Today's topic: flaunting homosexuality. Exhibit A: Doogie. Meaning Neil Patrick Harris, who, in another life, was the title character in Doogie Howser, M.D., the tale of a boy genius who becomes a doctor. Recently, Harris was outed on a gossip Web site. His response in a statement to people.com said in part:
"I am happy to dispel any rumors or misconceptions and am quite proud to say that I am a very content gay man living my life to the fullest."
That was it. No muss, no fuss. The world kept on spinning and the seas did not boil.
Still, one suspects that the news was greeted less than warmly in those bastions of social conservatism where, as one gentleman indicates in the new movie "Borat: Cultural Learnings of America for Make Benefit Glorious Nation of Kazakhstan," they hope to make it legal to string homosexuals up by the soft parts. Indeed, one suspects that the most - pardon my language - liberal response in those parts would be something along the lines of, "Fine, he's gay. Why couldn't he keep that to himself? Why do they have to flaunt it? I don't go around announcing that I'm straight!"
Put aside that Harris was forced into his announcement by an individual who called him out online. Put aside, too, the fact that one "flaunts" one's heterosexuality whenever one canoodles with someone of the opposite gender.
Until earlier this month, Ted Haggard was senior pastor of New Life Church in Colorado Springs and president of the National Association of Evangelicals, an influential preacher who had George Bush's ear. Neither the church nor the NAE has been known for its friendliness toward gay people. So there was quite an uproar when Mike Jones, a gay prostitute, dropped the bombshell allegation that he'd had a three-year sexual relationship with the preacher. Haggard initially denied even knowing Jones but then recanted, admitting that, on at least one occasion, he sought a massage and bought meth from the hooker.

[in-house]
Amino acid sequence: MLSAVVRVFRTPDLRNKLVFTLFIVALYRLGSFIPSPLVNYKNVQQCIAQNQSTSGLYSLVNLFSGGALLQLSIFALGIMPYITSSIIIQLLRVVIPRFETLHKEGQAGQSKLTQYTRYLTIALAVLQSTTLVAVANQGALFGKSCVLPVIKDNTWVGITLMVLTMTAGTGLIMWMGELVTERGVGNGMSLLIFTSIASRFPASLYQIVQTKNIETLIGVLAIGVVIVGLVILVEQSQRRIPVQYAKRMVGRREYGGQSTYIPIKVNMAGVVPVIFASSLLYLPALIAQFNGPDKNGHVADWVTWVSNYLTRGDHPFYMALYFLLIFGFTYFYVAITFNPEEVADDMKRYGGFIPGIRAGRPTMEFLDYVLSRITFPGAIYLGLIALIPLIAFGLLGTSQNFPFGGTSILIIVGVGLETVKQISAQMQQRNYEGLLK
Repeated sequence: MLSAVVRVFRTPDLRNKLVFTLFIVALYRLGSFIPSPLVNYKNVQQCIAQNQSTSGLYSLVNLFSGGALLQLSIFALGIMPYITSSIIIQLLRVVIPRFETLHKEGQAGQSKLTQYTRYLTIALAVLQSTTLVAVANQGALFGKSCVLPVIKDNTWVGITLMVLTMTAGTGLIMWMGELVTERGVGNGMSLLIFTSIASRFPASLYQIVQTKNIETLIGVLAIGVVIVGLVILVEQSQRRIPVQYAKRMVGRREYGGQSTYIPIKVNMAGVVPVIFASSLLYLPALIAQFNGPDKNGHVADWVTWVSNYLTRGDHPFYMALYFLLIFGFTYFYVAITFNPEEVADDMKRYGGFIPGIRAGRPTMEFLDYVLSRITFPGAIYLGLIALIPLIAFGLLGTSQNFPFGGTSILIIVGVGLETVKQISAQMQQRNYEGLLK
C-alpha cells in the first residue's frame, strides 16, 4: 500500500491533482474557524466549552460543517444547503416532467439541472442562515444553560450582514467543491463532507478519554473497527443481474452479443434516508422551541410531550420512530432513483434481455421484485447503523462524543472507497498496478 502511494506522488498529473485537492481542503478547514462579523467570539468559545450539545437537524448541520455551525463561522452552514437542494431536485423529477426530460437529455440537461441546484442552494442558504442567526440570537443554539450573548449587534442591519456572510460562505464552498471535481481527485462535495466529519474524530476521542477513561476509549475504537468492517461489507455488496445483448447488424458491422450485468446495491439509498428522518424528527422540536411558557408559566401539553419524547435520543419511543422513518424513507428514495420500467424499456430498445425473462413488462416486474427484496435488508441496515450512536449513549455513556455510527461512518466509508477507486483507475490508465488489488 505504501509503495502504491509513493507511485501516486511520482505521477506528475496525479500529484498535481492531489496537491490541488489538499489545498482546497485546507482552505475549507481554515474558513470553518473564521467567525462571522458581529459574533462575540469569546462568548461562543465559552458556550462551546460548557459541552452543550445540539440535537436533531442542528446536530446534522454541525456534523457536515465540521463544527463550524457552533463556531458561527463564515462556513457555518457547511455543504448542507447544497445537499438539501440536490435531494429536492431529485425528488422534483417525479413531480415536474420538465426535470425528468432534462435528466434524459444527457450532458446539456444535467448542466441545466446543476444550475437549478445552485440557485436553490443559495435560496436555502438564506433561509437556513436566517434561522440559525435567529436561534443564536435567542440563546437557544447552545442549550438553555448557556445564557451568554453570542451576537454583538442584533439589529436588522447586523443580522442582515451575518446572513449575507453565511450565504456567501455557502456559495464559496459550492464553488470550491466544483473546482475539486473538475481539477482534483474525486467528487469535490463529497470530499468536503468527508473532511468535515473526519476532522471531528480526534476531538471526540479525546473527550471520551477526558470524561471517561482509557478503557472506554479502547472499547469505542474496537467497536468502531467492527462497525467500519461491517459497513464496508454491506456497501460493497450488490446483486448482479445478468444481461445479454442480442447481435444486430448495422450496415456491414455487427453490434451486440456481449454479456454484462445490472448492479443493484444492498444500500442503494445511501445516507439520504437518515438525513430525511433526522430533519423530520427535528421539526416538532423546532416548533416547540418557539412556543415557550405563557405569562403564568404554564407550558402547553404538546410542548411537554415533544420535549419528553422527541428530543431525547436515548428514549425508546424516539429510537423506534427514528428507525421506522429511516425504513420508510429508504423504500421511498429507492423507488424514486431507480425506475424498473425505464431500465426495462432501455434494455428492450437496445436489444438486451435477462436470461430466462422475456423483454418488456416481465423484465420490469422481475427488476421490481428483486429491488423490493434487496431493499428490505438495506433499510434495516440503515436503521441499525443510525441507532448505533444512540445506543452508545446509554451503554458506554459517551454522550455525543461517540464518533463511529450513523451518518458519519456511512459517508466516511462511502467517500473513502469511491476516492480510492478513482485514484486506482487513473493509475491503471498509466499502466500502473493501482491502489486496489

On Nov. 2, Haggard stepped down from the NAE presidency. Two days later, his church fired him. He has confessed to "sexual immorality" and will spend the next three to five years in "restoration," a process that reportedly involves confrontation, counsel and - you can't make this stuff up - rebuke from "godly men."
This all raises two questions. One: Between this guy, the late gay-bashing former Spokane mayor, James West, Pat Robertson biographer Mel White, and Michael Bussee and Gary Cooper, leaders in the "curing homosexuality" movement until they fell in love with one another, can't we now safely assume that any conservative who rants about the homosexual agenda is a lying hypocrite gayer than a Castro Street bar?
And, two: Wouldn't you much rather be Neil Patrick Harris than Ted Haggard just now? In other words, wouldn't you rather be a content gay man living life to the fullest, than a gay hypocrite living lies to the fullest?
That's the fallacy social conservatives miss. In a culture that allows gay people room to be gay people, there is no need of lies.
And here, I'm thinking of Gayle Alcorn. She and Haggard have five children. They've been married 28 years. That's a long time to sleep next to a lie.
I bet she wishes he had "flaunted" his homosexuality a long time ago.
Leonard Pitts Jr. is a columnist for the Miami Herald.